Cupid Sharpening an Arrow
Mengs, Anton Raphael (1728-1779) | Painter
Copied countless times, this Cupid with colourful wings is still one of the most popular pieces in the Pastel Cabinet and is regarded as a major work by the young Mengs. With his childlike face and blond curls, the son of the love goddess Venus is depicted as a symbol of innocent love. He seems to be pausing while sharpening his golden arrowhead, awaiting instructions from his divine mother as to whose heart he should kindle with love by means of his arrow.
The earliest known pastel paintings were by sixteenth-century northern Italian artists. Initially, though, only three pigments were used for pastels – black, white and red. The Italian artists primarily worked with coloured powder pigments for preliminary sketches for their oil paintings.
Pastel painting enjoyed its Golden Age in the eighteenth century. Rosalba Carriera, who specialised in society portraits, pioneered the exclusive use of pastels. For portraits, the technique of pastel painting had some very definite advantages over working in oils. The pastel crayons were not just far lighter to transport, but also cheaper – and since pastels do not have to dry, artists needed fewer sessions with their subjects.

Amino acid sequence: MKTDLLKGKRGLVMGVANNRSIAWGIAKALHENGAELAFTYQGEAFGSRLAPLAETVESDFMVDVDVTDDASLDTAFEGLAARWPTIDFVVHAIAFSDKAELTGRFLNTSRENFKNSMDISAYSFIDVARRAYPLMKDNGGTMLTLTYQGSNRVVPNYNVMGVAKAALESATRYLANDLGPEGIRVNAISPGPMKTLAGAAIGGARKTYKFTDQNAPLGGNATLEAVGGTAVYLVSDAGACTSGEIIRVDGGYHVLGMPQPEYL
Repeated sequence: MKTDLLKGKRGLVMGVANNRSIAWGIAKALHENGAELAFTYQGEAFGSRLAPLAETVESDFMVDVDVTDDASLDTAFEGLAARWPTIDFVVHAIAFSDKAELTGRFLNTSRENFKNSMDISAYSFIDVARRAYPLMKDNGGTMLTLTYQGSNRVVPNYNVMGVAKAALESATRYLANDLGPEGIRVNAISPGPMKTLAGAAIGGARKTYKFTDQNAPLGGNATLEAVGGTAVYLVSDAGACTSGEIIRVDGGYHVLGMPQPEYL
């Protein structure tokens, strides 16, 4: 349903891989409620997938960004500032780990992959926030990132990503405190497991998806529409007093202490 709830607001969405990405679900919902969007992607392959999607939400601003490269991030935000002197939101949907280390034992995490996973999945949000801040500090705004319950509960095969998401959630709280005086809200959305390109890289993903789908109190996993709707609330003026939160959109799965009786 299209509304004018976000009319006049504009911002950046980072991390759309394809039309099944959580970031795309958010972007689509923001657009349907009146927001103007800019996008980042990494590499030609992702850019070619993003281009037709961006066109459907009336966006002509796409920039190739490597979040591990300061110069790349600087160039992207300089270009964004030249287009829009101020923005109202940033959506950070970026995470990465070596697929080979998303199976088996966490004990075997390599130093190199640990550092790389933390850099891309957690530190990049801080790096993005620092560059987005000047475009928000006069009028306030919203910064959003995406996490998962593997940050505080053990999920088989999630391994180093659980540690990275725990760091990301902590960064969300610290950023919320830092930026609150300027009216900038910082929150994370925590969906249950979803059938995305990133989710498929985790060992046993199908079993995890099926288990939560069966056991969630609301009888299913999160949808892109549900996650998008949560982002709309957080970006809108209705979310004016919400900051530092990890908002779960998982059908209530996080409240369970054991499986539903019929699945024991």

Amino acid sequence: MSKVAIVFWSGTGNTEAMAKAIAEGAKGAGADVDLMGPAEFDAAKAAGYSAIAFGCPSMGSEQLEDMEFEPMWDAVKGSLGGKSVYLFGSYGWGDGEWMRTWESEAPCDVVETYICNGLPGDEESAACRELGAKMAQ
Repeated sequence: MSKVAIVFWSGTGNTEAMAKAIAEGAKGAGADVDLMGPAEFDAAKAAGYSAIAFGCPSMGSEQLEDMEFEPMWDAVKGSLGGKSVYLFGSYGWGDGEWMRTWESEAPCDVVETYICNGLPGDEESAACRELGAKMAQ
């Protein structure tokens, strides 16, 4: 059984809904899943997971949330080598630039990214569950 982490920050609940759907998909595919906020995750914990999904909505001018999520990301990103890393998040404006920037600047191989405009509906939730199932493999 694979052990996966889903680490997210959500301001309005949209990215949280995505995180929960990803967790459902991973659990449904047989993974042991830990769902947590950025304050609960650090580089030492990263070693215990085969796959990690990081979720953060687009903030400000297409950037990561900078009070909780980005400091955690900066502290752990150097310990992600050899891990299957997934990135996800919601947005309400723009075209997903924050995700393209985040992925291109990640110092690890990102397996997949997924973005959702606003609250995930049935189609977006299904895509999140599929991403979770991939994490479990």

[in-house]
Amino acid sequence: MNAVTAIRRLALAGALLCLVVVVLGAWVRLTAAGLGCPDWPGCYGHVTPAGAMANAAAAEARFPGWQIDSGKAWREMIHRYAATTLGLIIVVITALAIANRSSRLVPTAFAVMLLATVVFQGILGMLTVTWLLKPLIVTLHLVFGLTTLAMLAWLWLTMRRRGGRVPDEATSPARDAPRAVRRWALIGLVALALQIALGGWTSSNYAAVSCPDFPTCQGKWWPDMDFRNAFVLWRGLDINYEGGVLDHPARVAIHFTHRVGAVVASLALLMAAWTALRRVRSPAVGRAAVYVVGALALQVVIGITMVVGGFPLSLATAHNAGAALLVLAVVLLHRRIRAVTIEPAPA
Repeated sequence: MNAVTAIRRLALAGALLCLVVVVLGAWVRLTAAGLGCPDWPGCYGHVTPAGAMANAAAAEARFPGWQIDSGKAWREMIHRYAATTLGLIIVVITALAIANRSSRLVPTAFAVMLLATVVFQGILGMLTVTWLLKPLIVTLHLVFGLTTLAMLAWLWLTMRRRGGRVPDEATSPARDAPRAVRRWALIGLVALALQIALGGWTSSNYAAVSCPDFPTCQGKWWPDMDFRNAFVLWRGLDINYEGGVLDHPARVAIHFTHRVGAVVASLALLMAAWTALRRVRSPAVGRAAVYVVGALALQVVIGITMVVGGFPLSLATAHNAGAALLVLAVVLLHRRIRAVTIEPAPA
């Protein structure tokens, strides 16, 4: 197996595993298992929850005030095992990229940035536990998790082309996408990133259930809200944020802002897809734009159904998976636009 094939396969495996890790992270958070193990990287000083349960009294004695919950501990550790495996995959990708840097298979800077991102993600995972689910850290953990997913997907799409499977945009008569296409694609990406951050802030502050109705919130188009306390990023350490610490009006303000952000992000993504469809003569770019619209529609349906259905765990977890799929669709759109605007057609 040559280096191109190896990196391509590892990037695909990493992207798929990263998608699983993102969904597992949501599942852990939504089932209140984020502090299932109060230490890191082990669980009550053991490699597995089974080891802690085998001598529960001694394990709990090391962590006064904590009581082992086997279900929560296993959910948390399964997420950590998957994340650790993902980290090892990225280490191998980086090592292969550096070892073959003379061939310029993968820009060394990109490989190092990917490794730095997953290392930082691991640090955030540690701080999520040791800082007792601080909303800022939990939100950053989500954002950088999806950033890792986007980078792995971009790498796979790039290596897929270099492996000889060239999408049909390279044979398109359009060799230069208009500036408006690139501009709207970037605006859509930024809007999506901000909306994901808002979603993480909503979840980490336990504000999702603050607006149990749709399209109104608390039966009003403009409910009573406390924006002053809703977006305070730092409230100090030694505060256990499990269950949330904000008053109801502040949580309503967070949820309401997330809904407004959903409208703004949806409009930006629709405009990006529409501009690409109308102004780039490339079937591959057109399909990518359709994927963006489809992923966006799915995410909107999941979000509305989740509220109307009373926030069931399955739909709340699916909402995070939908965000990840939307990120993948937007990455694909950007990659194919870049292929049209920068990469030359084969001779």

With her pastel portraits, Rosalba Carriera triggered a wave of enthusiasm for this art technique across Europe. Many artists also on show in the gallery, such as Anton Raphael Mengs and Jean-Etienne Liotard, were inspired by Rosalba’s pastels – and so helped to make pastel an independent medium in art.
After the French Revolution, pastel painting initially declined in popularity as it was associated with the aristocracy and nobles of the Ancien Régime. But pastels enjoyed a new lease of life towards the end of the nineteenth century – above all, in works by the French artist Edgar Dégas and the Impressionists.
- Material & Technique
- Pastel on paper
- Gemäldegalerie Alte Meister
- Inventory number
- Gal.-Nr. P 177